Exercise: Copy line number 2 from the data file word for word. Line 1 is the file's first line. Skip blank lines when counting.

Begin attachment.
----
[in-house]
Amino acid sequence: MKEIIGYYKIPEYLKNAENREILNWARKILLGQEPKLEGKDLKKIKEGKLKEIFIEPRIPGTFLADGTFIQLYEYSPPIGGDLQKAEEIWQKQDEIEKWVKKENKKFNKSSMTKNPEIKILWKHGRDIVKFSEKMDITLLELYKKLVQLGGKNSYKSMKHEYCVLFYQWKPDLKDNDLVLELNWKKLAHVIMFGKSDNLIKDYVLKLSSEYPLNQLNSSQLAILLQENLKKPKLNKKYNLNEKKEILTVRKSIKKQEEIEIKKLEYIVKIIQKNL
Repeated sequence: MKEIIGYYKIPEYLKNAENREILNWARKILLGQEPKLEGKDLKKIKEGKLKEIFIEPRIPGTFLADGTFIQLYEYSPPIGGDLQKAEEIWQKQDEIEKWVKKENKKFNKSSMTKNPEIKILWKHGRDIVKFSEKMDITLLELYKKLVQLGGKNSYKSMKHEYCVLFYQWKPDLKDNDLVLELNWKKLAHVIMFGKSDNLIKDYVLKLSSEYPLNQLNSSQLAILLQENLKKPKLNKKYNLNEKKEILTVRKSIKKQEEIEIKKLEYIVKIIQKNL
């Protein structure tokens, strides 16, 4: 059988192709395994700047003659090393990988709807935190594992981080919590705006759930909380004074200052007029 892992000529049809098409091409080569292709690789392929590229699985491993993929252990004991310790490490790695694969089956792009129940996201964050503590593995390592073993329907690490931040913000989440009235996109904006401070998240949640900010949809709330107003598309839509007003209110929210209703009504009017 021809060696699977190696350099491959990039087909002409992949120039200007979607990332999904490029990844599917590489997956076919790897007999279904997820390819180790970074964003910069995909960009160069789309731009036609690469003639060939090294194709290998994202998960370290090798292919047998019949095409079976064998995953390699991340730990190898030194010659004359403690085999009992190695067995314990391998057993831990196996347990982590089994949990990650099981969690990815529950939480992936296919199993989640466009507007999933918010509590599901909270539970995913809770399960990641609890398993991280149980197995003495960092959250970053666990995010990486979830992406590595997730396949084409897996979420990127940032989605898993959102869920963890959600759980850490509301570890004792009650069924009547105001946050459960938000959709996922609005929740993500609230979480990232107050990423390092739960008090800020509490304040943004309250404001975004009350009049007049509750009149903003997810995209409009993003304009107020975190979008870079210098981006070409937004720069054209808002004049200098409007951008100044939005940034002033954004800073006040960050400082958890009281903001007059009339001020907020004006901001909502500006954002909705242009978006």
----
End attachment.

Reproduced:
Amino acid sequence: MKEIIGYYKIPEYLKNAENREILNWARKILLGQEPKLEGKDLKKIKEGKLKEIFIEPRIPGTFLADGTFIQLYEYSPPIGGDLQKAEEIWQKQDEIEKWVKKENKKFNKSSMTKNPEIKILWKHGRDIVKFSEKMDITLLELYKKLVQLGGKNSYKSMKHEYCVLFYQWKPDLKDNDLVLELNWKKLAHVIMFGKSDNLIKDYVLKLSSEYPLNQLNSSQLAILLQENLKKPKLNKKYNLNEKKEILTVRKSIKKQEEIEIKKLEYIVKIIQKNL